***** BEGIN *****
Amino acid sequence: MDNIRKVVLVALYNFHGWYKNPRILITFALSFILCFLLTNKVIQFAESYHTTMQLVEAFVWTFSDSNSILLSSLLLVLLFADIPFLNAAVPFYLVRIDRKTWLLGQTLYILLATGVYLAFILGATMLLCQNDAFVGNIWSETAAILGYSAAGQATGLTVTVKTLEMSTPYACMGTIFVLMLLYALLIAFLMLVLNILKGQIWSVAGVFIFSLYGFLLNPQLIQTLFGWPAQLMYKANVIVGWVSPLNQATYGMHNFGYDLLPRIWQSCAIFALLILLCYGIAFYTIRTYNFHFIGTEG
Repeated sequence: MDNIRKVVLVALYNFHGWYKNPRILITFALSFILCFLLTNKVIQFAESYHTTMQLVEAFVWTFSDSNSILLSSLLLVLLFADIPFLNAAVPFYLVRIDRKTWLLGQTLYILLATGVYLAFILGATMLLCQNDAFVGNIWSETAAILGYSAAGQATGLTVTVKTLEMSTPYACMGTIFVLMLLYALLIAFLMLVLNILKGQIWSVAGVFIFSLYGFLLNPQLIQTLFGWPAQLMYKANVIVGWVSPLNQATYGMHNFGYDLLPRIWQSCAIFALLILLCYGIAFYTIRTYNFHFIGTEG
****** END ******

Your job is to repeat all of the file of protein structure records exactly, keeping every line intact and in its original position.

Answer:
Amino acid sequence: MDNIRKVVLVALYNFHGWYKNPRILITFALSFILCFLLTNKVIQFAESYHTTMQLVEAFVWTFSDSNSILLSSLLLVLLFADIPFLNAAVPFYLVRIDRKTWLLGQTLYILLATGVYLAFILGATMLLCQNDAFVGNIWSETAAILGYSAAGQATGLTVTVKTLEMSTPYACMGTIFVLMLLYALLIAFLMLVLNILKGQIWSVAGVFIFSLYGFLLNPQLIQTLFGWPAQLMYKANVIVGWVSPLNQATYGMHNFGYDLLPRIWQSCAIFALLILLCYGIAFYTIRTYNFHFIGTEG
Repeated sequence: MDNIRKVVLVALYNFHGWYKNPRILITFALSFILCFLLTNKVIQFAESYHTTMQLVEAFVWTFSDSNSILLSSLLLVLLFADIPFLNAAVPFYLVRIDRKTWLLGQTLYILLATGVYLAFILGATMLLCQNDAFVGNIWSETAAILGYSAAGQATGLTVTVKTLEMSTPYACMGTIFVLMLLYALLIAFLMLVLNILKGQIWSVAGVFIFSLYGFLLNPQLIQTLFGWPAQLMYKANVIVGWVSPLNQATYGMHNFGYDLLPRIWQSCAIFALLILLCYGIAFYTIRTYNFHFIGTEG